I didn’t realize until I was deep in it, but Sunday was packed with more acts that I wanted to see and/or photograph than any other day. Considering there’s more music on Saturday, that’s a pretty hefty feat. Who was I excited about? Japanese Breakfast, Tank and the Bangas, Jacob Banks, Phoebe Bridgers, Alex Lahey, Gifted Gab, and Slowdive. Of course I was looking forward to the National (slow and sad, that’s right up my alley) but new music gets my engine revving and it’s been a hot second since I’ve had the opportunity to smash in a bunch of new stuff in a very short period of time (aka a music fest). Enough of my gushing, on with the photos!
I waver back and forth on this band. Their energy on stage is infectious with little hops and jumps peppering the stage throughout… but the singer’s voice is so high and munchkin-like, it’s off-putting. However, I continued to photograph them and the music faded away a little as I went about my work. When it came back to me, surprisingly the annoyance had cooled and the heavy guitar and reverb took over. I’m almost positive if I tried listening to their music through headphones (which I’m attempting to do right now) I would be done with it after a song or two. They’ve got that throwback to the 90’s/Gwen Stefani sound and have a lot of stage presence (both of which I’m totally into), but not sure I can get past the vocalist (which kind of stinks, their music is pretty good).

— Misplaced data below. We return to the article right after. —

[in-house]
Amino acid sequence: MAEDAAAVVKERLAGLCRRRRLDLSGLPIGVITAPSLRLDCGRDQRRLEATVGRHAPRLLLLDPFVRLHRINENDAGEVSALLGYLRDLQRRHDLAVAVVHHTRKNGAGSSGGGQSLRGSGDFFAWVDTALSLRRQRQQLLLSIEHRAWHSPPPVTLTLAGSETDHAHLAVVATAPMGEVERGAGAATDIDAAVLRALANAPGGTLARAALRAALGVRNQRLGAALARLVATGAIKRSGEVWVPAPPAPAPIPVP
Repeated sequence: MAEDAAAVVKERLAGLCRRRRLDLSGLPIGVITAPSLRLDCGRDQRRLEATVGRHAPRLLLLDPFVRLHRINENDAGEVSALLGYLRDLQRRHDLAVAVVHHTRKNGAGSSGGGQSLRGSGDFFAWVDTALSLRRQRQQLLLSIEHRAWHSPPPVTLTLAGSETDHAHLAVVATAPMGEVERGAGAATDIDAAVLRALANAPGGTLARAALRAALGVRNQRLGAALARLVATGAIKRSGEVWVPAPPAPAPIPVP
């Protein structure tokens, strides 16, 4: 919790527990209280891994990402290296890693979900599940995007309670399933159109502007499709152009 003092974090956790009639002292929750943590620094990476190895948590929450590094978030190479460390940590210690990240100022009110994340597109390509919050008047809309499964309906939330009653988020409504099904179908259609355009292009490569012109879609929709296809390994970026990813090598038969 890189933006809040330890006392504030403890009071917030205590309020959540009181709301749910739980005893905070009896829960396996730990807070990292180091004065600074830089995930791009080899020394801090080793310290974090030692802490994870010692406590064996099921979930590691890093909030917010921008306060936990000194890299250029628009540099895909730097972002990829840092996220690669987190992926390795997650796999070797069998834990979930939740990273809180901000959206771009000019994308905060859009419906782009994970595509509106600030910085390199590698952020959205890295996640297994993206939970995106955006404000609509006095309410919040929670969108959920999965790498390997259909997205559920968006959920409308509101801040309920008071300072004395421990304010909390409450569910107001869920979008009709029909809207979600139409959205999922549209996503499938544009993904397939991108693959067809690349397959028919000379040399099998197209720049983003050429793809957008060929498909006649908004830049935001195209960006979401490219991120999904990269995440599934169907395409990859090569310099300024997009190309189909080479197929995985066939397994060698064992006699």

This lady is talented. So at ease at any given moment, so chill (could have been the blunt she was smoking) and the music seems to come so easy to her. I can almost guarantee she works her a$$ off to get them exactly the way she needs them, but it’s that effortlessness that takes her music to the next level. I had the fortune and unique opportunity to get acquainted with her music several years ago while photographing her KEXP in-studio. I can tell you that even then she had a lot of raw talent but it’s gone beyond that by leaps and bounds, I’m not surprised she starting to see some serious attention.
The first thing I thought as I slid into the photo pit was “she must be seriously hot”, then I looked around and thought “they all must be seriously hot”, because the entire band was donning suits and/or black dresses. Wearing a short-sleeved shirt and jeans myself, I was acutely aware of the effect the heat was having on me. I know it’s all part of her aesthetic and sometimes clothes can tell you way more about a band and their sound than any stage show possibly could, and then my last thought before shooting was “damn they’re melancholy”. I realize hardly any of this is a proper review of their music, but then again it’s a style they’re cultivating that add to their live show… so maybe it is? After all was said and done, I enjoyed the set, melancholy and all, because that’s my jam.